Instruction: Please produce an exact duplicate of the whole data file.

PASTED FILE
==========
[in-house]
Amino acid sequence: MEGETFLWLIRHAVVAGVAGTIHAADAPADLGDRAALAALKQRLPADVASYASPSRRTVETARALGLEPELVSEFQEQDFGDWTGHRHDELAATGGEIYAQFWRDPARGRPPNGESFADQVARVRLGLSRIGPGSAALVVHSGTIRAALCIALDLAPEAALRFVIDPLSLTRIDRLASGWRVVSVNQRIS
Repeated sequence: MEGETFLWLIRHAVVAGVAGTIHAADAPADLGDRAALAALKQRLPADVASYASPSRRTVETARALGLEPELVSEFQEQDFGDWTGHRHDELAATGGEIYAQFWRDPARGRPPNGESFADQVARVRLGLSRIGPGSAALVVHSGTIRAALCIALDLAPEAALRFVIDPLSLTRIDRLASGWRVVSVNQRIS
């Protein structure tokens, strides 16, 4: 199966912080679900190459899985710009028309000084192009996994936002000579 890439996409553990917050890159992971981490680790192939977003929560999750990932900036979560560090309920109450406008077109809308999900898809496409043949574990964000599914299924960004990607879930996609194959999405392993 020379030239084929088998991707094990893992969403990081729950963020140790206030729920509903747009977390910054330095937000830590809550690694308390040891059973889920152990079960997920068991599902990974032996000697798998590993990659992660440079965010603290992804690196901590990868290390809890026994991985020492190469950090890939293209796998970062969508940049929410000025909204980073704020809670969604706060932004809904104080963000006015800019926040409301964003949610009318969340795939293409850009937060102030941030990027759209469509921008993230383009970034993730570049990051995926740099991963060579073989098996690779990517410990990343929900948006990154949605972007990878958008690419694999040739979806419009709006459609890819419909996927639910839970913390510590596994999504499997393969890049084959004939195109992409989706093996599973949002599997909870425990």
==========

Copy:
[in-house]
Amino acid sequence: MEGETFLWLIRHAVVAGVAGTIHAADAPADLGDRAALAALKQRLPADVASYASPSRRTVETARALGLEPELVSEFQEQDFGDWTGHRHDELAATGGEIYAQFWRDPARGRPPNGESFADQVARVRLGLSRIGPGSAALVVHSGTIRAALCIALDLAPEAALRFVIDPLSLTRIDRLASGWRVVSVNQRIS
Repeated sequence: MEGETFLWLIRHAVVAGVAGTIHAADAPADLGDRAALAALKQRLPADVASYASPSRRTVETARALGLEPELVSEFQEQDFGDWTGHRHDELAATGGEIYAQFWRDPARGRPPNGESFADQVARVRLGLSRIGPGSAALVVHSGTIRAALCIALDLAPEAALRFVIDPLSLTRIDRLASGWRVVSVNQRIS
């Protein structure tokens, strides 16, 4: 199966912080679900190459899985710009028309000084192009996994936002000579 890439996409553990917050890159992971981490680790192939977003929560999750990932900036979560560090309920109450406008077109809308999900898809496409043949574990964000599914299924960004990607879930996609194959999405392993 020379030239084929088998991707094990893992969403990081729950963020140790206030729920509903747009977390910054330095937000830590809550690694308390040891059973889920152990079960997920068991599902990974032996000697798998590993990659992660440079965010603290992804690196901590990868290390809890026994991985020492190469950090890939293209796998970062969508940049929410000025909204980073704020809670969604706060932004809904104080963000006015800019926040409301964003949610009318969340795939293409850009937060102030941030990027759209469509921008993230383009970034993730570049990051995926740099991963060579073989098996690779990517410990990343929900948006990154949605972007990878958008690419694999040739979806419009709006459609890819419909996927639910839970913390510590596994999504499997393969890049084959004939195109992409989706093996599973949002599997909870425990």